As it turns out, not one of the gentleman in our photo is a Federal Air Marshal. In fact, trying to pick out the air marshal on transcontinental and overseas flights has become a sort of game for travelers, something to do while the seatbelt lamp is lit. It is usually assumed that the muscular guy in the aisle seat in First Class is one of the onboard marshals. But it is more likely he’s a programmer heading for a tech conference. The reality is that there are far fewer Air Marshals then the public imagines and the odds are extremely good that your flight is operating without any security with the possible exception of a pilot who carries a piece.
President Kennedy initiated the program in 1963 and deployed marshals on high risk flights. When the United States was attacked on 9/11 there were only thirty-three FAM’s on active duty. In 2005, Homeland Security Chief Michael Chertoff placed the air marshals under the command of the Department of Homeland Security.
In 2008, CNN did an exhaustive investigation and published a report indicating that the network’s sources state that “Air Marshals are Missing from Almost All Flights.” The TSA responded vigorously saying it would not give out specific numbers but CNN’s assertion that only 280 of the 28,000 daily flights in the USA had onboard Marshals. That is stated in the plural but, in fact, no one really knows if marshals work alone or with partners. The TSA would not, of course, say how many flights have on-board protection but they said the number was in the “four digits” as opposed to the 280 number.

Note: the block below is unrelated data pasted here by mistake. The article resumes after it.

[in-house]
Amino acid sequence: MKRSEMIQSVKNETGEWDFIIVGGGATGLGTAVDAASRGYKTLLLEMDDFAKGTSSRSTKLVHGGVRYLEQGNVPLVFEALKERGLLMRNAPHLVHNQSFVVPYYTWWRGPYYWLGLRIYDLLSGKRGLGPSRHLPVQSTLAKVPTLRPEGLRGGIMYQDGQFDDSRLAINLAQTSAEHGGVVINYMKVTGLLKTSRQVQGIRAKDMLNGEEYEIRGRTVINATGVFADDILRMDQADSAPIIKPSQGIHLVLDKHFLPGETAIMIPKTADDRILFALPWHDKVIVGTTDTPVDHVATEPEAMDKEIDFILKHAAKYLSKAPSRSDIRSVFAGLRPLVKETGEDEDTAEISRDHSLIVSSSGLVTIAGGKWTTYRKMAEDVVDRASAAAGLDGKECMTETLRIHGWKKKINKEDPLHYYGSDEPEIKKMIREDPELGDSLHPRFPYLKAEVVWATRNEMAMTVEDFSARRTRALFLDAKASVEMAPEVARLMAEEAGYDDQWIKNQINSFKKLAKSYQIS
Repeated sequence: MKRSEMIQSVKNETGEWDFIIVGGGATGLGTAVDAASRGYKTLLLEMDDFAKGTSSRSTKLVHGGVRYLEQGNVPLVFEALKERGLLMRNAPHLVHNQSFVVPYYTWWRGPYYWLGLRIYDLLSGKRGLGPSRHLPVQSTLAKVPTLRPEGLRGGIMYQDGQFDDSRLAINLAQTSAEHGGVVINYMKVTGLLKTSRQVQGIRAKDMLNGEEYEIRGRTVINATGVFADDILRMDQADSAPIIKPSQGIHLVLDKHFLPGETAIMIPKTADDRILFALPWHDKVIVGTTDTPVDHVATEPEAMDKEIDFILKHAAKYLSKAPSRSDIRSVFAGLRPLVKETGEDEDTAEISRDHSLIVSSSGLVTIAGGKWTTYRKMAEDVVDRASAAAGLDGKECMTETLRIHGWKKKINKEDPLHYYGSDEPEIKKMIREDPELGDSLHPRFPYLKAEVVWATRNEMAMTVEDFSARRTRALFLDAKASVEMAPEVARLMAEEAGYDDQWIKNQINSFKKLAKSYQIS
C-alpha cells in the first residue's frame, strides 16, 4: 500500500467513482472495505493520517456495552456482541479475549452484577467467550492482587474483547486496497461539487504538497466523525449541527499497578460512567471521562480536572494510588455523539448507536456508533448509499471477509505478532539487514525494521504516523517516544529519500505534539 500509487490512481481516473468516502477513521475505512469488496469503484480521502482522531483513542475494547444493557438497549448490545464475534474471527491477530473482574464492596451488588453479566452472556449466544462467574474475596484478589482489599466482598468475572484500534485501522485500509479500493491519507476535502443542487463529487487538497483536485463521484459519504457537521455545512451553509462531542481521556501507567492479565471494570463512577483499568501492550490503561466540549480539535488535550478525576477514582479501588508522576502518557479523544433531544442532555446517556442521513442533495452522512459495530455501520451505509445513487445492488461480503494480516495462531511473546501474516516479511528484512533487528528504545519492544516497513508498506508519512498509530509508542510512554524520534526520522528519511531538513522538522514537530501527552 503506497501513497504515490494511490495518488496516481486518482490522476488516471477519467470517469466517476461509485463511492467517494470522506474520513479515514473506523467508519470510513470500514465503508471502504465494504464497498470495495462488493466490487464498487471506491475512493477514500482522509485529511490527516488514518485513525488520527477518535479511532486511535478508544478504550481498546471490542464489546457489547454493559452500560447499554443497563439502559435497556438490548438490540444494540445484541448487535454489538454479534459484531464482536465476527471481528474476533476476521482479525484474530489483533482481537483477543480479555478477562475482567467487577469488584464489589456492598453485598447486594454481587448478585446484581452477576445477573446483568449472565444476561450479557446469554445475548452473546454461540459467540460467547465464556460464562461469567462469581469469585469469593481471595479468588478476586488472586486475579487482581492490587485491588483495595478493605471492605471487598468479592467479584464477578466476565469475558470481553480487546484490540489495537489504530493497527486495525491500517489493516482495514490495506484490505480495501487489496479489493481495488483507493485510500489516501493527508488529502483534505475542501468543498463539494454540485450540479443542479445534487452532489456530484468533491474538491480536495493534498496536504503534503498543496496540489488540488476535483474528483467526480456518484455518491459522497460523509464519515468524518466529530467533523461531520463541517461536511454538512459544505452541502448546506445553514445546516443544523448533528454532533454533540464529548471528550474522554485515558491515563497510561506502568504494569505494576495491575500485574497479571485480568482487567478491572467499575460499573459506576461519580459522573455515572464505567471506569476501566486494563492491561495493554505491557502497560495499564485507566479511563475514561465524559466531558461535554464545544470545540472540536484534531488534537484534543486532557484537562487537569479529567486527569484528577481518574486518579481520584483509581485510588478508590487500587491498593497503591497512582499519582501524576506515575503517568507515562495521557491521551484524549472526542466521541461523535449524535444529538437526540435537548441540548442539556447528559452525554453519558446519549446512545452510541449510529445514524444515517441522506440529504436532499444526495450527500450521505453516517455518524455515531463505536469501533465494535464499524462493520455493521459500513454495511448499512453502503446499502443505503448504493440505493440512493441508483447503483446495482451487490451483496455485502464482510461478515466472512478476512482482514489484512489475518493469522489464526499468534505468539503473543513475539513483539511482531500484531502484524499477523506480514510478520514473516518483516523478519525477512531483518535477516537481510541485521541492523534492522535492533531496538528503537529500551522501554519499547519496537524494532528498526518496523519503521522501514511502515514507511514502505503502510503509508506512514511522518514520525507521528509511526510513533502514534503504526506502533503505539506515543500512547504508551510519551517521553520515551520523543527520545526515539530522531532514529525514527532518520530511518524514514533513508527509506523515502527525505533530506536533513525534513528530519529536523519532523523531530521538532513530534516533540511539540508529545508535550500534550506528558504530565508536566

CNN conducted exhaustive interviews with pilots who said they flew long-haul flights for several years without encountering any marshals on their planes. We do know that, given the required number of flying hours and time away from home, there have been shortages of trained personnel. Training is said to be quite rigorous but no nearly as rigorous as serious covert military training. The first phase of training begins in Artesia, New Mexico where recruits undergo a six week Law Enforcement coure. This is followed by rather secretive final training at a facility called the William J. Hughes Technical Center in New Jersey.
FAM’s work out of 21 field offices and are on current one hour notice to deploy to high-risk airports for flight assignment. As to the matter of whether or not Marshals are armed – a quick yes. They carry a Sig Sauer P229 pistol. It is interesting to note that it was, pre 2006, relatively easy to spot Federal Air Marshals based on the required clothing they wore and their need to pre-board before handicapped passengers and children. They also stayed at a designated FAM hotel on arrival. But that has changed and air mnarshals can now wear whatever works and they use the same security entrances as most passengers.
The exact number of current Federal Air Marshals is of course a well kept secret. But the CNN Report did point out that several FAM’s they spoke to off the record were concerned about the lack of coverage on flights in and out of Washington D.C> and New York. It also appears that in TSA lingo, a flight that is considered to be security “covered” may, in fact, not have any air marshals on board. Covered, in TSA parlance, could mean that there is a certified armed law enforcement person aboard the flight. But rather than a FAM sitting with passengers, “covered” often means that a pilot is armed.